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Saturday 27 October 2012: Mirrors, Trains, Rain, and Country Songs

Walking in the rain this morning, I was forced to wait for a slow-moving train and felt as if I were in the middle of a country song. For those unfamiliar with this genre, country songs are usually urban in setting and include rain, heartbreak, trains, guns, drinking, mama, and a cheatin' lover who turns the dog against you. I stood watching the train roll by and thinking about a woman I've never met.

She calls herself Moonbeam McQueen. I've been following her funny, heart-breaking, brilliantly-written blog since 2006, as it has documented the end of a relationship, the acquisition of a dog, the birth of a grandchild, several thankless and demanding jobs, illness, hope, and a new roommate she calls Amadeus. He's a bass player who performs in barrooms and has a kind heart, and back when she moved into a shared apartment with him, I predicted he might end up being the love of her life--and bingo! I was right. They got married a few months ago.

She has an irrepressible spirit, and she likes to go fishing. Like me, she's a working class woman with southern roots who has had a hard-scrabble life with nary a pot to piss in. Now she's trying her hand at self-publishing and has produced her first book, a collection of her "light verse" called Peculiar Rhymes and Intimate Observations. It's available as everything but a paper book. It's an e-book, a pdf, an audio book, and several other things--for the price of a cup of coffee.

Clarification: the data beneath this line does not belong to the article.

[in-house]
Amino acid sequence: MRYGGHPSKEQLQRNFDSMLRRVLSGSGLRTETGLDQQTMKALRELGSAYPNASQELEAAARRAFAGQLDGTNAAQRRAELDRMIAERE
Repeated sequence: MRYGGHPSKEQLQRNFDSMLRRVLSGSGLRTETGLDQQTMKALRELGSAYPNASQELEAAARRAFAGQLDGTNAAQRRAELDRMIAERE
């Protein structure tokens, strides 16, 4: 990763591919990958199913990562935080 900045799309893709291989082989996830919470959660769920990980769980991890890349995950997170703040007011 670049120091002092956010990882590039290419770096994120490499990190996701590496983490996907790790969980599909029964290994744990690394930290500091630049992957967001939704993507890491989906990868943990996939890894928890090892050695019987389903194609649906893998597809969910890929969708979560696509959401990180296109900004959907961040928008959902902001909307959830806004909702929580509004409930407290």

One of her poems pretty much covers how I feel about my Blip friends:

Invisible Friends

I love you though I've never met you,
I adore you though you're out in space,
You're gorgeous to me, though I'll never see
The expression upon your dear face.
We talk through electric connection,
We speak through a laptop device,
It's stranger than hell,
That I know you so well,
But I think that it's all rather nice.


She writes about music, about women surviving menopause, about kids and dogs, dead poets and dead-end jobs. She even writes light verse about her father's suicide, but she does it so well that I'm sure he'd have loved it himself. Here's another one I like, a take-off on Emily Dickinson.

Redirect

Because I could not stop for Death,
He kindly stopped for me;
I said, "Sorry Death- wrong address,
It's the guy in apartment 3."


So here's a blip for Moonbeam McQueen. And here's a country song for us both to go out on.

Edit: decided to convert it to mono while I still have the choice to change it, and I think I like the mono better.

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